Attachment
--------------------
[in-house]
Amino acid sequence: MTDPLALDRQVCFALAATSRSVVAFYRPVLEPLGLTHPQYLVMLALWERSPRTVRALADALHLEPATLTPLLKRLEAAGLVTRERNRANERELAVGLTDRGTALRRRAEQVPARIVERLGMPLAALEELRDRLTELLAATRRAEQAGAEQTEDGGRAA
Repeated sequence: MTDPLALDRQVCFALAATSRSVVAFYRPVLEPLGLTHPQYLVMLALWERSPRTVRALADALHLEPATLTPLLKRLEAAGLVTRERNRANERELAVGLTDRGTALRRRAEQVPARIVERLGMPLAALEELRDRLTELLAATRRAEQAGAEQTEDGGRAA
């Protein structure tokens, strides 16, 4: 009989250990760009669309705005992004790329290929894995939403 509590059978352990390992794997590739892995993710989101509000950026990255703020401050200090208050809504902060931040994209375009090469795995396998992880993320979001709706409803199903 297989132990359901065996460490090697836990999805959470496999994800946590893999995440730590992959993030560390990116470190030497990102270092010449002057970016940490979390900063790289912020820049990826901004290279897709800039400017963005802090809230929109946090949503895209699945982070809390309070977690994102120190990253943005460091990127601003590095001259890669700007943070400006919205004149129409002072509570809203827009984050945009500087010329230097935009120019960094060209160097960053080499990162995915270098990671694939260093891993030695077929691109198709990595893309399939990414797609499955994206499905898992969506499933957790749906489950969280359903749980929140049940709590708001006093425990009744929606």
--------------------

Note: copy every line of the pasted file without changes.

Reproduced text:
[in-house]
Amino acid sequence: MTDPLALDRQVCFALAATSRSVVAFYRPVLEPLGLTHPQYLVMLALWERSPRTVRALADALHLEPATLTPLLKRLEAAGLVTRERNRANERELAVGLTDRGTALRRRAEQVPARIVERLGMPLAALEELRDRLTELLAATRRAEQAGAEQTEDGGRAA
Repeated sequence: MTDPLALDRQVCFALAATSRSVVAFYRPVLEPLGLTHPQYLVMLALWERSPRTVRALADALHLEPATLTPLLKRLEAAGLVTRERNRANERELAVGLTDRGTALRRRAEQVPARIVERLGMPLAALEELRDRLTELLAATRRAEQAGAEQTEDGGRAA
């Protein structure tokens, strides 16, 4: 009989250990760009669309705005992004790329290929894995939403 509590059978352990390992794997590739892995993710989101509000950026990255703020401050200090208050809504902060931040994209375009090469795995396998992880993320979001709706409803199903 297989132990359901065996460490090697836990999805959470496999994800946590893999995440730590992959993030560390990116470190030497990102270092010449002057970016940490979390900063790289912020820049990826901004290279897709800039400017963005802090809230929109946090949503895209699945982070809390309070977690994102120190990253943005460091990127601003590095001259890669700007943070400006919205004149129409002072509570809203827009984050945009500087010329230097935009120019960094060209160097960053080499990162995915270098990671694939260093891993030695077929691109198709990595893309399939990414797609499955994206499905898992969506499933957790749906489950969280359903749980929140049940709590708001006093425990009744929606």